Frequently Asked Questions
What is a County Drain?
A County Drain is a public utility created for improved drainage of a certain area known as a Drainage District. The Drainage District is all of the area, which contributes storm water runoff to the Drain. The Drain and the Drainage District are established through a process involving petitions and public hearings.
A County Drain may be an open ditch, a stream, and an enclosed drain or retention pond that conveys storm water. These systems were designed to provide storm water management, drainage and flood prevention for agricultural and developed lands.
What is a Drain right-of-way?
Right-of-way (easements) are granted to the Drain Commissioner's office along all designated county drains for the purpose of allowing access to inspect, operate, maintain or repair the drain. Property owners retain ownership, but are restricted from building permanent structures that may impede drain maintenance within the easement area. Work done by the property owner within the easement, such as connecting to or installing a crossing requires a permit.
What is not a County Drain?
Not all ditches and streams are County Drains. There are natural watercourses, private ditches and roadside ditches that are not considered County Drains. Contacting the Drain office is generally the best way to inquiry whose has jurisdiction over a ditch.
How does a drain project begin?
A petition is required to initiate a County Drain project. The petitioning requirements vary for new, existing or Intercounty Drains. . The Drain office will prepare and issue the petition at the request of a landowner. The landowner circulates the petition within the drainage district to obtain a predetermined amount of signatures and returns the petition to the Drain office. Once the signatures on the petition have been verified, the petition is determined to be a valid petition. The Drain Commissioner appoints three people from outside the Drainage District to act as a Board of Determination. Notices are mailed to the entire Drainage District announcing a public hearing that has been scheduled to receive public input regarding the necessity of improving the drain. If the Board of Determination believes that it is necessary to improve the Drain, they sign an Order of Determination, instructing the Drain Commissioner to construct a project to improve the Drain.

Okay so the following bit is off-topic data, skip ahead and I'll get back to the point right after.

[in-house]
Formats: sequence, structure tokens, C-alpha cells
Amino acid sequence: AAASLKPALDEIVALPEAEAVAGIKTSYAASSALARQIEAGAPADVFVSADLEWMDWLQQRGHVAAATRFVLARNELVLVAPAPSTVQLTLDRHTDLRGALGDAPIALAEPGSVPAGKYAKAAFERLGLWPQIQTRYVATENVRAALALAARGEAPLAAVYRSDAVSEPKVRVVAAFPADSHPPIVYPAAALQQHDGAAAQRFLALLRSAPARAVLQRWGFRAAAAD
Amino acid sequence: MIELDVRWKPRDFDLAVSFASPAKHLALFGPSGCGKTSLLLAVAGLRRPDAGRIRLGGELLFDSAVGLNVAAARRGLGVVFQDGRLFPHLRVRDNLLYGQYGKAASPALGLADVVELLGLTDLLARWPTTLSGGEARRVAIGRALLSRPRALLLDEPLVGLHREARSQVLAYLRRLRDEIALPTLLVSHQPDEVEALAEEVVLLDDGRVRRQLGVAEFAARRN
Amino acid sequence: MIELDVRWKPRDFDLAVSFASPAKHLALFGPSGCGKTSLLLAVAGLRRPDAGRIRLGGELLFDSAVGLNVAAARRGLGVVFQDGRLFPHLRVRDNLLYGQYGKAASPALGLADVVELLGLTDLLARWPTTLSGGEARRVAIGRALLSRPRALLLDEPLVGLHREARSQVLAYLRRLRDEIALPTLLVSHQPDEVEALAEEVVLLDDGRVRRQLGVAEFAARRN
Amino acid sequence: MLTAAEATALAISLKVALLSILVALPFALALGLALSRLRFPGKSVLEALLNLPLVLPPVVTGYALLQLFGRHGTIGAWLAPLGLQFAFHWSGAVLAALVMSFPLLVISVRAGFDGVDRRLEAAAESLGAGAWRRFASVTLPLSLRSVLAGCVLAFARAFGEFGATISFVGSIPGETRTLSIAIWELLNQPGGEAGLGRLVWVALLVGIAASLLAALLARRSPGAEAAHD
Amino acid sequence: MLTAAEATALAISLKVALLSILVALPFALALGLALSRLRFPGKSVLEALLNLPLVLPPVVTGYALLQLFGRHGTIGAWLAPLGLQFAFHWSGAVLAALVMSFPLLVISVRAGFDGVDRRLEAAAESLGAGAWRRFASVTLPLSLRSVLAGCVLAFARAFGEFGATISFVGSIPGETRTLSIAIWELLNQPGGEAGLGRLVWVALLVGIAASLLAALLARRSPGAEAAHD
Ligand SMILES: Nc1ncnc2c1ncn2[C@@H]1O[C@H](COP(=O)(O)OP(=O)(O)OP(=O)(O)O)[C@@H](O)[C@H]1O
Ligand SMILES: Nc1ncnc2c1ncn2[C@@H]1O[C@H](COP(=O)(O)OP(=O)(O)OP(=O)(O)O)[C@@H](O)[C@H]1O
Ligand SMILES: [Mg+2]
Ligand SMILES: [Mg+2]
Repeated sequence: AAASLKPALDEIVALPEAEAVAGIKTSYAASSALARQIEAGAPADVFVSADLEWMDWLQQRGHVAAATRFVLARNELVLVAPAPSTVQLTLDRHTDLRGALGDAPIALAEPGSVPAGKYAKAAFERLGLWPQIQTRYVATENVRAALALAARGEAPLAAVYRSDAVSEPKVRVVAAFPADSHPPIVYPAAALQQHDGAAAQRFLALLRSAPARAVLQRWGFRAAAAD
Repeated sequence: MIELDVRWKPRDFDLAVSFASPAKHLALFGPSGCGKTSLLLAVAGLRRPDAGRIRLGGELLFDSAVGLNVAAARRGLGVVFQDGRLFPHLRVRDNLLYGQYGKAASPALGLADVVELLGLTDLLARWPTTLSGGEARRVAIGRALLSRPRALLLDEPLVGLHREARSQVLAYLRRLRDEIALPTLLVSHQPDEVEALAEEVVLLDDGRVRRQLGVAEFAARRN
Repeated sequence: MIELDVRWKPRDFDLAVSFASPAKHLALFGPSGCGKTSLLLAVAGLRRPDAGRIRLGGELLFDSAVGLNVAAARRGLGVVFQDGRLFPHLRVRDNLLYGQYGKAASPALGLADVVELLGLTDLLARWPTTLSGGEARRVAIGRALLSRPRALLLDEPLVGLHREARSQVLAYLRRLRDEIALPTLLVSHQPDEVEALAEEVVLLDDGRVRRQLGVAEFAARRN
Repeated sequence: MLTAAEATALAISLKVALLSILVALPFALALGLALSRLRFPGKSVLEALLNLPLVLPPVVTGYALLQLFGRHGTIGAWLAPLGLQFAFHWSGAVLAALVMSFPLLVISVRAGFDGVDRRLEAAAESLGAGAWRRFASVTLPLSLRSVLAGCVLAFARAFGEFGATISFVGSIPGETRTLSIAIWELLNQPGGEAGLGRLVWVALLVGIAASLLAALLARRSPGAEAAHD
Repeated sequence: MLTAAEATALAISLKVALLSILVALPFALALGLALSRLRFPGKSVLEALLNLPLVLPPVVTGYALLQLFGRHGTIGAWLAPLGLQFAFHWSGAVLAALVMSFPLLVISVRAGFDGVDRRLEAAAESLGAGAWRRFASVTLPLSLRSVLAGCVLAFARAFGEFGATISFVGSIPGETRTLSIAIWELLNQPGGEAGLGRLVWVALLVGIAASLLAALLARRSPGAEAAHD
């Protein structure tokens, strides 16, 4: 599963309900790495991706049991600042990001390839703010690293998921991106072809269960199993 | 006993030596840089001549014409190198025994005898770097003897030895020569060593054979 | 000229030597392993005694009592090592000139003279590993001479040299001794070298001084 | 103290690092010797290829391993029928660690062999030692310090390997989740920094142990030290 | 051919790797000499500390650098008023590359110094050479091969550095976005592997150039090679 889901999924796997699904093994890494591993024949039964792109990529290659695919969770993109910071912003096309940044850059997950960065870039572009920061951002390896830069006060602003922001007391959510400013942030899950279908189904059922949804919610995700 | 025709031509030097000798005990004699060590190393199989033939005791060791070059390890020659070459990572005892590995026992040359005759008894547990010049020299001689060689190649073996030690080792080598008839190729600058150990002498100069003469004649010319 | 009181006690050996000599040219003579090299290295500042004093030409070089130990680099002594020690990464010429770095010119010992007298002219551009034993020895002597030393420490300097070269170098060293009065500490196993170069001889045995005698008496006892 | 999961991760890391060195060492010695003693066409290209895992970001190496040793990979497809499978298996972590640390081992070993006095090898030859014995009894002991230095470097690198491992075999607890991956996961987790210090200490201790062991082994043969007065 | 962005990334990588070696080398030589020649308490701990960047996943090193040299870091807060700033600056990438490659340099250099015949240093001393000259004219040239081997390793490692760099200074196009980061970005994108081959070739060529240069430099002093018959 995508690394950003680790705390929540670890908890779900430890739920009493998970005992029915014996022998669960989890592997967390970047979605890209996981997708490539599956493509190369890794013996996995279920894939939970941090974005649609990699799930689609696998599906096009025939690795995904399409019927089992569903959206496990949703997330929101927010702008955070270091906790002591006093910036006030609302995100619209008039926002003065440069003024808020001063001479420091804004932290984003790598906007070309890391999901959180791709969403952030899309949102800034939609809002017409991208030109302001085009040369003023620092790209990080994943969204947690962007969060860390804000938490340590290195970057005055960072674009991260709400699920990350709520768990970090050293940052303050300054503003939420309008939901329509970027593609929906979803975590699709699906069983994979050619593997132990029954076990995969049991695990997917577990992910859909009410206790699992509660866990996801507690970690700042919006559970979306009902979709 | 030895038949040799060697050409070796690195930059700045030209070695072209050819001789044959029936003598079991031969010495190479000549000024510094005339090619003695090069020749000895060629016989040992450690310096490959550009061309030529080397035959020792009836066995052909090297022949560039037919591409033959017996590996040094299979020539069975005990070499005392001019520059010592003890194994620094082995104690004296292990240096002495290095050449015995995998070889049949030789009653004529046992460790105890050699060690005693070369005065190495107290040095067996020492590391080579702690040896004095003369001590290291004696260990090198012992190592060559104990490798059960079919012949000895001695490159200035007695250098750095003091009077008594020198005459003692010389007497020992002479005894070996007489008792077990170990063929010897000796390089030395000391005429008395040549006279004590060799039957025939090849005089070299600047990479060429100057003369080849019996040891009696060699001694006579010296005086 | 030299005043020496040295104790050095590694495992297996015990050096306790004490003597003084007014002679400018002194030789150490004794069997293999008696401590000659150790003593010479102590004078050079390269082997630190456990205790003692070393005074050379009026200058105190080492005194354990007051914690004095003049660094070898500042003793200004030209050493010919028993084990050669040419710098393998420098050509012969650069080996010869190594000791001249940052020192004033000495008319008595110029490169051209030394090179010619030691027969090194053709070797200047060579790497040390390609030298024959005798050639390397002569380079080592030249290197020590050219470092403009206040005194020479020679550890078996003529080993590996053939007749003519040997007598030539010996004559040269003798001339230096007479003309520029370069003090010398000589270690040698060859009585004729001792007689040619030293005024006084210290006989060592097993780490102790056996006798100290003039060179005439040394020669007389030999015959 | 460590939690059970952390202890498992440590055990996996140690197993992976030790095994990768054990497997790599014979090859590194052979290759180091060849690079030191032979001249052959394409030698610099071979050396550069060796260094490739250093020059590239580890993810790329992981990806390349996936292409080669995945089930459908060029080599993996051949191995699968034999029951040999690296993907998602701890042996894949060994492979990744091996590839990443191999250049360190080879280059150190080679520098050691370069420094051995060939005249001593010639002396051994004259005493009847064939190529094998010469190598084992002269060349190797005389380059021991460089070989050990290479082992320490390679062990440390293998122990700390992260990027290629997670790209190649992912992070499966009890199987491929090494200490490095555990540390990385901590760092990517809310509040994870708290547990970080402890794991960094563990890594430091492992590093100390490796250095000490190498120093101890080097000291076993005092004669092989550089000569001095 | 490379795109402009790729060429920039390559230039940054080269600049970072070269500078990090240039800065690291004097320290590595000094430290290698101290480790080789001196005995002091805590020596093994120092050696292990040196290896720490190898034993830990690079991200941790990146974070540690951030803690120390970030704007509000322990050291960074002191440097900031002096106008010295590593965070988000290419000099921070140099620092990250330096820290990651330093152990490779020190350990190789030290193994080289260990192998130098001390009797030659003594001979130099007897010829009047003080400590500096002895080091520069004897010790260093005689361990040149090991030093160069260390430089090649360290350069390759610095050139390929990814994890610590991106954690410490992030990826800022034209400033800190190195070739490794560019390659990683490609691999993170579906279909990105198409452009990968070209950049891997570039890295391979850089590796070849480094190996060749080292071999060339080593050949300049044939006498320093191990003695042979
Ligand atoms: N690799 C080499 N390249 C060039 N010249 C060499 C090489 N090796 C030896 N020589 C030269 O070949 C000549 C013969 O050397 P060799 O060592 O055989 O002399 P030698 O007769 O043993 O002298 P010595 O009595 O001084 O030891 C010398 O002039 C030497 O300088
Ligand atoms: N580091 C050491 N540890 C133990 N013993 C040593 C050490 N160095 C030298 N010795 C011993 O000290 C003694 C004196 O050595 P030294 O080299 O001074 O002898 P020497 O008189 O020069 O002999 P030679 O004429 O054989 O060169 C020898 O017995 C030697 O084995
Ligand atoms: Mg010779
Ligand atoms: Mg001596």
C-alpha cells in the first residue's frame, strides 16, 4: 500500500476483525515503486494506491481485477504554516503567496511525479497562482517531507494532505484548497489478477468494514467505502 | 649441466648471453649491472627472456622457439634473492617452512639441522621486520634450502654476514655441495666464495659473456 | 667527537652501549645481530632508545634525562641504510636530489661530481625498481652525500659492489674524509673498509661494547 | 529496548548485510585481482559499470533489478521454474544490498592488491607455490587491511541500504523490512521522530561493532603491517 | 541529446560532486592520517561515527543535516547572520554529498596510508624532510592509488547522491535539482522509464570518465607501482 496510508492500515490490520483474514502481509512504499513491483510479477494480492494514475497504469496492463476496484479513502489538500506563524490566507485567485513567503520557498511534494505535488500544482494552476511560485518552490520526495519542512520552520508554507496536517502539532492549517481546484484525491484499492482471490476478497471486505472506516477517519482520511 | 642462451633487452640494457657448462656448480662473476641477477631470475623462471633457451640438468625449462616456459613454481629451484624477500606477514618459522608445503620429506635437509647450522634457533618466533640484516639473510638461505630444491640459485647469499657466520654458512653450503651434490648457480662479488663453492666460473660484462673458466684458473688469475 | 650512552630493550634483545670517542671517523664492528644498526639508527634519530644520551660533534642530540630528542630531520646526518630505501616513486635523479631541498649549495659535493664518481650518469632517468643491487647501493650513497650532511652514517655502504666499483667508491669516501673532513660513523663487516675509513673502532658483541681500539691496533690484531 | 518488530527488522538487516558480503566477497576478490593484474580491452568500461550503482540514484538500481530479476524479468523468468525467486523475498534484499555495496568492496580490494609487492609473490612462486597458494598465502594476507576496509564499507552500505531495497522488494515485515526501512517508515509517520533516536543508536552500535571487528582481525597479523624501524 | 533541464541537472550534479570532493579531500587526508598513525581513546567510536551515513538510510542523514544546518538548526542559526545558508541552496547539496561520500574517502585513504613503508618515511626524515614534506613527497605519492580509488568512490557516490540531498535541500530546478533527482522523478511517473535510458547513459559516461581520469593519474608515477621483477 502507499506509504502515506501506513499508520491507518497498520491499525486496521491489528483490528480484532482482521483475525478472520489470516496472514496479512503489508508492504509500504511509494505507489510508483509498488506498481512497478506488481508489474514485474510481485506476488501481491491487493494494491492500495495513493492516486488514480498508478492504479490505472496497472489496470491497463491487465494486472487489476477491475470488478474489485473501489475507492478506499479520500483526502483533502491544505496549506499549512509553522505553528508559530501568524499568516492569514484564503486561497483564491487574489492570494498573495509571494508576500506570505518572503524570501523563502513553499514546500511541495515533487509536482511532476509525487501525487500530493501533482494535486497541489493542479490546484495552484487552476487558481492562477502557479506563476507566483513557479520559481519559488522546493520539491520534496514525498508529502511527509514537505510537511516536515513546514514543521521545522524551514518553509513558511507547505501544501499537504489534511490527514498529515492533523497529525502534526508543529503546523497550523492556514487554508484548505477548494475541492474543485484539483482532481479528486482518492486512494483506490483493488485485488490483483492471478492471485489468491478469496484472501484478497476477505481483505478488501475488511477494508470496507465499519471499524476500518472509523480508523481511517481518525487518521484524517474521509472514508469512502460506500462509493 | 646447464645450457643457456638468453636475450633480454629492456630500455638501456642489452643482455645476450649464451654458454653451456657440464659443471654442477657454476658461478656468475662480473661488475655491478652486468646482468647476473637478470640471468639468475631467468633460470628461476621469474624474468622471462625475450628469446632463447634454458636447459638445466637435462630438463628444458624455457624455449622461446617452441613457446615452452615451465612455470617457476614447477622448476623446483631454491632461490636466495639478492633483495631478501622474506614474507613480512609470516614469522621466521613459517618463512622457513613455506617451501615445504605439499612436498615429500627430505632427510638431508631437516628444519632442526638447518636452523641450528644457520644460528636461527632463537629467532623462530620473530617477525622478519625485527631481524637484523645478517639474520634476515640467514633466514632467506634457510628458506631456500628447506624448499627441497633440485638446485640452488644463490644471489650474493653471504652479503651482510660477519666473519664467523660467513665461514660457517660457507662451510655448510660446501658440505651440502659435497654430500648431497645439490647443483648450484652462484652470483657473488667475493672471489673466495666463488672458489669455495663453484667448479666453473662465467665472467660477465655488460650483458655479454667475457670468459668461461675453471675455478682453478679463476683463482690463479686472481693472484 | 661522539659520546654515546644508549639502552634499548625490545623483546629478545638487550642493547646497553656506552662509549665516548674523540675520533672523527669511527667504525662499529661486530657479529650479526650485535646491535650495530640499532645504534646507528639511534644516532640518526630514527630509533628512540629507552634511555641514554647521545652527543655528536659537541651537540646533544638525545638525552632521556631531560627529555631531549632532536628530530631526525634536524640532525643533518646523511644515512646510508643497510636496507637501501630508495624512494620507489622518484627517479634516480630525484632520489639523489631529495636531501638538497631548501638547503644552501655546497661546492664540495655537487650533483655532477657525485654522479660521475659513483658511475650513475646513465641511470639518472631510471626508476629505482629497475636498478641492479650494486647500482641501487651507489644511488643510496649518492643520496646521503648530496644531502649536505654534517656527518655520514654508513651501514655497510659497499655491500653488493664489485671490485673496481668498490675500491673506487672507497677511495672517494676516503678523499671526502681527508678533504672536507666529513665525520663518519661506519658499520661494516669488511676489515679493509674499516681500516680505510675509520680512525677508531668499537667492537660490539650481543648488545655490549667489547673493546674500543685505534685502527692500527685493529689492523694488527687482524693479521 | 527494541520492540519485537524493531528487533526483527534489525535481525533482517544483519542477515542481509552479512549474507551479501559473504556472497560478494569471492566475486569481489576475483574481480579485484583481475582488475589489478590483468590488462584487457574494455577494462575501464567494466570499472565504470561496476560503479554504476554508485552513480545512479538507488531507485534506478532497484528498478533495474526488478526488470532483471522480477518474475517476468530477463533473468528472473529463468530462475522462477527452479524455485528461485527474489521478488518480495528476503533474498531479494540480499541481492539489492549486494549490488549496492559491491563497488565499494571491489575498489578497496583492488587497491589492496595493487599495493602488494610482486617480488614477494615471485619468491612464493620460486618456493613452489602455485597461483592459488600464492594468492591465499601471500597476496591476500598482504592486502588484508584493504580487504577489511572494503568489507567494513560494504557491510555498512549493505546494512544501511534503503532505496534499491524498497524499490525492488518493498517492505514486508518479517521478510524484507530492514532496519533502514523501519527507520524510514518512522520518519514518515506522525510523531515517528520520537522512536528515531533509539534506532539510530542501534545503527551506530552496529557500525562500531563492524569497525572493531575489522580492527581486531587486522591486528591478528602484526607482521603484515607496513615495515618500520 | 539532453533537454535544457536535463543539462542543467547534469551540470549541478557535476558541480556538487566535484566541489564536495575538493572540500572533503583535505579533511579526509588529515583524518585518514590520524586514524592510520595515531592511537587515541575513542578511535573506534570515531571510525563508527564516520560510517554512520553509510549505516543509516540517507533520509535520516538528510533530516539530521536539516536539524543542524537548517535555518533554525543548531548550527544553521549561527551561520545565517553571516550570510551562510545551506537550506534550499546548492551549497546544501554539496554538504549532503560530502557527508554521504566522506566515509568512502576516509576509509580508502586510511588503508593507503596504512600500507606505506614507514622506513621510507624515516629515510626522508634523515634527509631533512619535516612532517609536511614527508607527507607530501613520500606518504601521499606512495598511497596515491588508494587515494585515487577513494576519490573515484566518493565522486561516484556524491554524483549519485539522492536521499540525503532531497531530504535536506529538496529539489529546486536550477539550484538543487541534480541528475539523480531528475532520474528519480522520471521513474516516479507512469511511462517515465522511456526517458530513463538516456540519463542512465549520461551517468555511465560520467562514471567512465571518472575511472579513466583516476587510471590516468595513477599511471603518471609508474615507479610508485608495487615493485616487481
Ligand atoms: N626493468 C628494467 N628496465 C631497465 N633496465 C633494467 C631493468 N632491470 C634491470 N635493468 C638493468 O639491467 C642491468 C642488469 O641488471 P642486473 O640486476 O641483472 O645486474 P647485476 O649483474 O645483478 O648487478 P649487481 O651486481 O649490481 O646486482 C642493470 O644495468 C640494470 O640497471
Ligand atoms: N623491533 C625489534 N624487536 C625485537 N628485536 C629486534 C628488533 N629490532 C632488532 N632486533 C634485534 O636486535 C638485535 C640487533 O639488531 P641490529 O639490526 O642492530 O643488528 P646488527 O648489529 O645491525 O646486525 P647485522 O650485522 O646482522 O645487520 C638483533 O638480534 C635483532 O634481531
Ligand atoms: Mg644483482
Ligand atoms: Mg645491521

How are drain projects funded?
Each drain is encompassed by its drainage district. This is a special assessment district, which is responsible for all costs related to construction or maintenance of the drain. When a construction project is undertaken on a County Drain, the construction costs are assessed to the drainage district and any municipality that has land or interest in the drainage district. Each landowner liable to an assessment is notified by mail and such notice is published in a newspaper of general circulation regarding the Day of Review, a day set aside for persons to review their apportionment.
Who is responsible for standing water in my yard?
How do I get my driveway culvert replaced and who is responsible?
When do I need a permit from the Drain Commissioner?
A permit is required for
Replacing a driveway culvert or headwalls
Crossing or paralleling a county drain
Tapping or discharging clean storm water into a county drain
Who is responsible for removing the dead tree in the drain?
All maintenance of County Drains is performed by Drain Commissioner staff or authorized agent on behalf of the Drain Commissioner.
Maintenance of a County Drain may include any of the following;
Removal of an obstruction
Modest sediment removal